Dental implants are a viable tooth replacement solution for most people, and the question one may ask is not whether you have one of those, but when will you have a dental implant. The use of dental implants is constantly growing, and Israel has become superpower in terms of implant production.
However, like everything else in life, things can go wrong and implants happen to break after sometime, although this is fortunately not too frequent. Extracting and replacing a broken dental implant is a complex surgical procedure for both the dentist and the patient.
Dr. (DDS) Keren Shemtov-Yona started to study the fracture of dental implants in 2010, for her masters of Medical Sciences, in both the School of Dentistry (Rambam Hospital) and in the Department of Mechanical Engineering at Technion. Her results showed the influence of time on the degradation of the implants’ strength until a crack forms that causes final fracture by a mechanism known as metal fatigue.
Upon completion of her degree, Dr. Shemtov-Yona was so passionate about her research that she decided to enroll in a PhD program in 2013, under the supervision of Prof. Daniel Rittel (Mechanical Engineering).
A mother of two, living in Tel Aviv, she would not hesitate to travel twice a week to Haifa to carry out her research with utmost dedication.
Back to early 2014, she managed to collect one hundred dental implants from four Israeli dental clinics. Those implants were particularly precious because they had been extracted for biological reasons, but none of them was broken and otherwise appeared to be in pristine condition. Every implant was thoroughly and patiently examined using the scanning electron microscope of the Materials Mechanics Center, and the picture that emerged rather soon was rather awkward: many of the implants contained cracks and flaws at various stages of development. More precisely, 62% of the intact implants were actually flawed, as reported recently in the highly regarded Journal of the Mechanical Behavior of Biomedical Materials.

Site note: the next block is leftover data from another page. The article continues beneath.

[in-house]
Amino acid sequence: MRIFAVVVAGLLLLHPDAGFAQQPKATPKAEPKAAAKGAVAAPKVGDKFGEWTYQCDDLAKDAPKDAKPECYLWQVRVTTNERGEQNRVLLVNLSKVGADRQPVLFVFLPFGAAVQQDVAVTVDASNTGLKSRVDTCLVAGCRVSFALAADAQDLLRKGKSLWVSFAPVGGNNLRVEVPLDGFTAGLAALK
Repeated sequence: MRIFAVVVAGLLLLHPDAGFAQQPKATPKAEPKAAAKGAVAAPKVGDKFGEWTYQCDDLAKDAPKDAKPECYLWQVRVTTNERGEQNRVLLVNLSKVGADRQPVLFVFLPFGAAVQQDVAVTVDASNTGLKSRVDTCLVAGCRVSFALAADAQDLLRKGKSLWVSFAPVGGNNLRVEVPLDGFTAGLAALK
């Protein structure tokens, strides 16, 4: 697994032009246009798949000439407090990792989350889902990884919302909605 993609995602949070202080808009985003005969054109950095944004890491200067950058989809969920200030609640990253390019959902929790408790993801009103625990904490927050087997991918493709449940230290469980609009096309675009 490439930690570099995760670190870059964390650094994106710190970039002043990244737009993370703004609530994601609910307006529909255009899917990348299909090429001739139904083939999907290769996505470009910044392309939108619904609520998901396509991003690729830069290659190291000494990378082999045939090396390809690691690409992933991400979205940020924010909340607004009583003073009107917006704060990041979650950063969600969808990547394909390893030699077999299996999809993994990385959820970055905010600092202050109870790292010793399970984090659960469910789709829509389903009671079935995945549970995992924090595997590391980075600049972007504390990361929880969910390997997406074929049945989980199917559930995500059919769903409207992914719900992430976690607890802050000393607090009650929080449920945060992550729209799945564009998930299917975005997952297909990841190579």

Reporting such troubling results did not go smoothly for obvious reasons. Dentistry journals, with a lesser engineering inclination, reacted negatively and perhaps not always objectively to the bad news. By contrast, the Bioengineering community welcomed the results and accepted the publication quite enthusiastically.
Are those such bad news for those of us who have implants for a few years already? According to Dr. Shemtov-Yona “it is too early to reach such a conclusion, since every individual has different mastication habits and oral environment, mastication causing a repeated loading leading to fatigue”. Which means that what will take several years in individual A may take less or not happen in individual. However, as she emphasizes, “time has come for both the dental community and the manufacturers to come to grips with the problem, learn to identify it and look for ways to improve the fatigue life of dental implants”.
And indeed, her research is now focusing on the causes leading to the development of cracks, some of which related to implant manufacturing procedures, in an attempt to devise a viable solution that will prolong the service life of the implants.
Technion has long emphasized interdisciplinary research, including the interface between Engineering and Life Sciences.
Dr. Shemtov-Yona’s research is precisely at this interface, since, as Prof. Rittel puts it, “dental implants without Dentistry make no sense on the one hand, but we have learned that dental implants without Engineering are very incomplete”.